The Cherokee called this area the "land of a thousand waterfalls, and the Blue Ridge Mountains of north Georgia do abound with waterfalls. I was happy to see two of the most popular ones near Helen. You can read about my experience walking the short trail to Anna Ruby Falls in a previous post here. After visiting that beautiful waterfall, we went in search of the larger Dukes Creek Falls, which was a longer moderate hike for us suburbanites used to the flat landscape of north Florida. So we took our time along the 2 mile trail there and back, enjoying the stillness of the emerald woods and the occasional sound of the mighty waterfall that urged us further down to the falling water.
Near the beginning of the short paved trail head, one can see the falls, but to get up close required following the unpaved mile long trail down to the base of the falls in the vibrant green valley below. It was a pleasant walk, cool under the sky-reaching trees that dripped with leftover raindrops from an earlier rain shower. Overhead the sun shone from a blue canopy dotted with clouds playing a game of peek a boo and decided to play, too.
A variety of ferns grew from a carpet of last year's fallen leaves, along with tiny intricate mosses and fungi that blanketed trees laid to rest. Boulders and rocks still slick from the earlier rain were locked in tight embrace with gigantic tree roots that keep the textured trunks of the forest trees upright as they reach towards the sun's golden beams.
The trail into Dukes Creek valley descends 400 feet from the upper parking lot at the trail head. With a series of three switchbacks, the descent is gradual and the path is fairly wide. In parts of the trail, rain had washed through, exposing tree roots and rocks, so we had to watch our step. As we neared the trail's end, the path narrowed and grew steeper, but soon Duke's Creek Falls came into view. The trail ended with stairs leading down to sturdy wooden viewing platforms. Benches built into the platforms were a pleasant place to sit and enjoy the sight and sound of the majestic rushing waters flowing down the side of the mountain into the outcropping of rocks below.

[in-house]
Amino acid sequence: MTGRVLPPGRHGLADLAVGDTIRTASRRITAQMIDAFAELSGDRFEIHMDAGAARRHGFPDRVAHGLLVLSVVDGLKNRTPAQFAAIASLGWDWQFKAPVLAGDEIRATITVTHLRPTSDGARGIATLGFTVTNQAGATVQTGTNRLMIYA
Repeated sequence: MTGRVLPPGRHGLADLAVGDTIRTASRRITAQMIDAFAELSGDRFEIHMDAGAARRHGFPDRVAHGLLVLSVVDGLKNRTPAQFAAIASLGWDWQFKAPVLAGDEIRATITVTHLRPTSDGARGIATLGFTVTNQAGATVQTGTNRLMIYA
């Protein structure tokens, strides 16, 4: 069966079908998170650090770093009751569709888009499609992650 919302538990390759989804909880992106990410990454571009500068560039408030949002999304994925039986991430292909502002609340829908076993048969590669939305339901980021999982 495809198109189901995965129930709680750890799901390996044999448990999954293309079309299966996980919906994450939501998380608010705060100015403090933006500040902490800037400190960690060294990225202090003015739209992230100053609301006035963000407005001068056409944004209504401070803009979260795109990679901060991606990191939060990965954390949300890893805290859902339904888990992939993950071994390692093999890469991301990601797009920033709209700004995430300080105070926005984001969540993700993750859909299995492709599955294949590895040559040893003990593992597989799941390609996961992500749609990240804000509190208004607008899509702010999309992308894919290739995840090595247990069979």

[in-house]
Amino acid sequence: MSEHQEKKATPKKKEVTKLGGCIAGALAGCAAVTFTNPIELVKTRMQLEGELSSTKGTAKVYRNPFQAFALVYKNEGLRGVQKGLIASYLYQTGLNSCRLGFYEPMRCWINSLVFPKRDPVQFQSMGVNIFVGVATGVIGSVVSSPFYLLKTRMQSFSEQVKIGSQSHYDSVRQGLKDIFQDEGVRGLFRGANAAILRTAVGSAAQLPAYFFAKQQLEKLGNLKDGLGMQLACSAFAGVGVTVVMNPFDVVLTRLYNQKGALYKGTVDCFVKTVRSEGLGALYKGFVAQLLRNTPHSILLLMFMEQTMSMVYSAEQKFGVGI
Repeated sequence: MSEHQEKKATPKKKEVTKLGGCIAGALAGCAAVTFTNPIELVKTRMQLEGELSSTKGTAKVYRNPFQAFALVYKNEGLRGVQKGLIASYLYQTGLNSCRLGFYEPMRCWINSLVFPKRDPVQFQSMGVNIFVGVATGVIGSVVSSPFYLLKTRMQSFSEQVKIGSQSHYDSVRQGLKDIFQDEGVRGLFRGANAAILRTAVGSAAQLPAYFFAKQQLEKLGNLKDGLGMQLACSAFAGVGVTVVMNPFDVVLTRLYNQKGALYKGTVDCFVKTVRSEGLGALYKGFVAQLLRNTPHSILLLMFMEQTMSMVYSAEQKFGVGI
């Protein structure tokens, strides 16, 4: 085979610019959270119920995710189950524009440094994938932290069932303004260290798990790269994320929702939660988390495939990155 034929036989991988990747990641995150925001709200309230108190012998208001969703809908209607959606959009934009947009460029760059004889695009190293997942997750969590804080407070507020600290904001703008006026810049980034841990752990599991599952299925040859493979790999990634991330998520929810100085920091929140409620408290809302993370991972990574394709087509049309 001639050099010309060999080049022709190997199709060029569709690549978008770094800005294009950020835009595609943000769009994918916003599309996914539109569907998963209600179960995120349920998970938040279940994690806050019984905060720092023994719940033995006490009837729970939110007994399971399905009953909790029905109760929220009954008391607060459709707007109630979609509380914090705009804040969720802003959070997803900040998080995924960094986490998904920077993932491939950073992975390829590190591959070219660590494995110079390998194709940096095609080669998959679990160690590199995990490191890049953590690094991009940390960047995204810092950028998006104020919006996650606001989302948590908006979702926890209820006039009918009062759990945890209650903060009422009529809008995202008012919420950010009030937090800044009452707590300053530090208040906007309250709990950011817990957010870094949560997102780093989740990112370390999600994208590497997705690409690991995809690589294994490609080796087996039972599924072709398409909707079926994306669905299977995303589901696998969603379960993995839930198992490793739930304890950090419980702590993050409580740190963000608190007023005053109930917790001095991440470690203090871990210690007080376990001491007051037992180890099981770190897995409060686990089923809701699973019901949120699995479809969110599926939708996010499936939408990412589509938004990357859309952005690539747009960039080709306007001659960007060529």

Davis Creek, on the left, drops 150 - 300 feet to join Dukes Creek, on the right below the platforms. I couldn't get a picture of both falls at once due to the heavy tree growth and angles of the viewing platforms. The top of the falls was hidden by trees. One of the three platforms was damaged from a fallen tree and has been closed for some time, but views of the falls could still be enjoyed. It was fascinating to see and hear the rush of the water tumbling over ridged rocks that filled the basin below.
Sunlight sparkled on the water and I had fun taking abstract images of a penny nestled near a rock under the rushing water. I wondered who had thrown it there, how long it had lain there, and whether a wish had been made. Can you see the lonely copper colored dot in the image?
After enjoying the wonderful sight of Dukes Creek Falls, it was time to trek the uphill mile hike back to the parking lot. Retracing our steps, we slowly made our way back up the trail, enjoying the beauty of the forest a second time. The sharp eyes of my mom spotted several Jack in the Pulpit wildflowers. She has some that grow in the wooded backyard of her home. These shade loving perennials grow in rich, moist deciduous woodlands and floodplains of eastern North America. The unusual shape of this hooded flower bears a resemblance to a preacher standing at the pulpit, thus the name Jack in the pulpit. These little Jacks proclaim Good News to those with ears to hear their message. Their stripes of purple and green are reminiscent of the greater stripes on One who brings healing to those who believe the message from the pulpit.
We enjoyed our leisurely walk in the woods to Dukes Creek Falls and back that peaceful Sunday afternoon. Perhaps we'll walk that trail again someday or walk another in the land of a thousand waterfalls, the Blue Ridge Mountains of north Georgia. There is an abundance of beauty to be found when searching for waterfalls.
Thanks for tagging along.